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The counter-narrative began almost instantly. After the U.S. count of Covid-19 cases began an inexorable rise in June, the White House sought to assure Americans that the increase was, basically, an illusion, created by an increase in testing for the novel coronavirus.

In a June 15 tweet, President Trump said testing “makes us look bad.” At his campaign rally in Tulsa five days later, he said he had asked his “people” to “slow the testing down, please.” At a White House press conference last week, he told reporters, “When you test, you create cases.”


And in an interview with Fox News that aired Sunday, Trump could not have been clearer: “Cases are up because we have the best testing in the world and we have the most testing.” Basically, the president was arguing that the U.S. had just as many new cases in June and July as it did in May but, with fewer tests being done in May, they weren’t being detected; with more testing now, they are.

A new STAT analysis of testing data for all 50 states and the District of Columbia, however, shows with simple-to-understand numbers why Trump’s claim is wrong. In only seven states was the rise in reported cases from mid-May to mid-July driven primarily by increased testing. In the other 26 states — among the 33 that saw cases increase during that period — the case count rose because there was actually more disease.

May had brought signs of hope that the U.S. had gotten its Covid-19 outbreak under control, with about 20,000 new cases reported per day after April highs closer to 30,000. But by late June, the daily count climbed to about 40,000, and now it’s at about 70,000. The STAT analysis shows that spread of the virus, far more than testing, explains that increase.


Epidemiologists and infectious disease experts have disputed the White House claims for weeks, citing rising hospitalization numbers and deaths. It’s hard to argue that extremely sick people, let alone dead people, had been obscured by low levels of testing but suddenly revealed by higher levels.

Without a doubt, many cases of Covid-19 in March, April, and May weren’t picked up. In late June, Centers for Disease Control and Prevention Director Robert Redfield told reporters that as many as 90% of cases had been missed; that is, although there were 2.3 million confirmed cases in the U.S. then, some 20 million people had probably been infected. But that reasoning applies today, too: Despite months of government claims to the contrary, not everyone who wants, or should have, a test is getting one.

Simple math belies the “it’s just because of more testing” claim — with some fascinating exceptions.

Using data from Covid Tracking, STAT looked at the number of people tested and the number who tested positive for the disease (cases) in every state and Washington, D.C. We did that for three dates: in mid-May, mid-June, and mid-July. (Due to reporting anomalies, the dates selected sometimes differed by a day or two between states.)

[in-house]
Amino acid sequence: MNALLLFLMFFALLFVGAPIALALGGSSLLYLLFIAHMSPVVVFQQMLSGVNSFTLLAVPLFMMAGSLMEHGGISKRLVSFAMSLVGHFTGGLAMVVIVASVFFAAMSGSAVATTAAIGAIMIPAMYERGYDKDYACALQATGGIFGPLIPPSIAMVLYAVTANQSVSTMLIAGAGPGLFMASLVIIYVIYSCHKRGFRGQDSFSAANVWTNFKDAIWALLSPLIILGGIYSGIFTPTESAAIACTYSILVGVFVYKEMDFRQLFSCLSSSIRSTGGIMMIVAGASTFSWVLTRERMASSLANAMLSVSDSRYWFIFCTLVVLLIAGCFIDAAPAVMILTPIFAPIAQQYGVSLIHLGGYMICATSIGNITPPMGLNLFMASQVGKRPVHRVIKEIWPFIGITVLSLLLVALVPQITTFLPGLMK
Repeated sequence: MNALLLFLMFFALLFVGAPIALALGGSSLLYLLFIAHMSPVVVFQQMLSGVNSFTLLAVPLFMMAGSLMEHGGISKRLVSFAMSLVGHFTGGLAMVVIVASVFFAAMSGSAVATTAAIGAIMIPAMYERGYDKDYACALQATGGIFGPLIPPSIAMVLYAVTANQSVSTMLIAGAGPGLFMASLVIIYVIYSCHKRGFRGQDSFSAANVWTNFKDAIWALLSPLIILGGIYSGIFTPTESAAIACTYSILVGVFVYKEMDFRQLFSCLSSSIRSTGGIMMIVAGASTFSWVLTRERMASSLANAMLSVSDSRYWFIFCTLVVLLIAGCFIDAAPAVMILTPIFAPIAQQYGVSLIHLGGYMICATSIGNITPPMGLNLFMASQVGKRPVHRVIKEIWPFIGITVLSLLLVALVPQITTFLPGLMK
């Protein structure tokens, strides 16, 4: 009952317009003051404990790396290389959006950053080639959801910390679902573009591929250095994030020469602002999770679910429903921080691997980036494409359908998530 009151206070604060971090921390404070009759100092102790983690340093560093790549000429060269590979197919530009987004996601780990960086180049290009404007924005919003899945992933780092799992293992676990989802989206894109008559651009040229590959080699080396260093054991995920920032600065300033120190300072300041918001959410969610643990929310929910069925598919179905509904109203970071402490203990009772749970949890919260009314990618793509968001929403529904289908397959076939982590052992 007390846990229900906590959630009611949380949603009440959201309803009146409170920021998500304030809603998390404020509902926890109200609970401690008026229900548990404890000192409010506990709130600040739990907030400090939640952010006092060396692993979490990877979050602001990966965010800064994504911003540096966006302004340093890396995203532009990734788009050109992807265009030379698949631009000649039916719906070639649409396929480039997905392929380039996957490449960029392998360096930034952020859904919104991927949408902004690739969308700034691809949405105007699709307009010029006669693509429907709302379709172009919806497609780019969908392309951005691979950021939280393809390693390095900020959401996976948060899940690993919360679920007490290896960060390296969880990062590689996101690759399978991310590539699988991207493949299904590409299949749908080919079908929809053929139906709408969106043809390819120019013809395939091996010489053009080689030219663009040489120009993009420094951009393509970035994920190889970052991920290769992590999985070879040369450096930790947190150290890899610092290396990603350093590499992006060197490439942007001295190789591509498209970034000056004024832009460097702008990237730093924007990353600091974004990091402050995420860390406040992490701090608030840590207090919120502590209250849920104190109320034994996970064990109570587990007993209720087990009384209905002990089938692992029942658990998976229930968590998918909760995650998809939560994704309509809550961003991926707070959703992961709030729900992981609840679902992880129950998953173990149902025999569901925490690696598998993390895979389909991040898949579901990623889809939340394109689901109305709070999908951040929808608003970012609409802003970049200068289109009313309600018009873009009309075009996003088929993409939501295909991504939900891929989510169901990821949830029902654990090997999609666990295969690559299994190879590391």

For each date, we calculated the number of cases found per 1,000 tests — a measure of the disease’s prevalence. For example, in Florida on May 13, that rate was 32. On June 13 it was 75. On July 13 it was 193. On May 13, Florida tested 15,159 people; on July 13, it tested 65,567. So indeed, the number of tests has increased.

But the number of cases per thousand, which is independent of the number of tests, has skyrocketed. On May 13, Florida recorded 479 cases; on July 13, it found 12,624. If the prevalence of Covid-19 were the same in July as in May, Florida would have found only 2,098 cases. In other words, 10,526 of the July 13 cases are not due to increased testing, but, instead, to the increased prevalence of disease.

Florida Gov. Ron DeSantis, however, echoes Trump’s explanation, telling a Saturday press briefing that his state’s soaring caseload is largely the result of more testing of people with no or minimal symptoms. “We’re now capturing a lot of those folks,” he said.

In fact, Florida has seen a sevenfold increase in cases in the past month, said Youyang Gu, who developed a well-respected, machine-learning-based model of Covid-19 whose projections have been quite accurate. “In the same time span, the number of tests only increased by a factor of two,” he said. “Obviously, if you double the testing but the number of cases increased sevenfold, then the virus is clearly spreading.”

Testing/cases graphic

The complete data for all 50 states can be found here.


Other states with soaring cases tell the same story as Florida.

In Arizona, the case-finding rate rose from 90 in May to 140 in June to 208 in July. Of its 2,537 cases on July 12, 1,441 were due to increased prevalence.

South Carolina has also experienced a steep rise in prevalence as its case count quintupled: Of the 2,280 cases on July 9, 1,869 were due to rising prevalence, not more testing. Texas and Georgia are similar: rising case counts well beyond increases in testing. In all, 26 states that did more testing in July than in May found more cases because Covid-19 was more prevalent. In 15 of them, the number of cases per 1,000 people tested had more than doubled.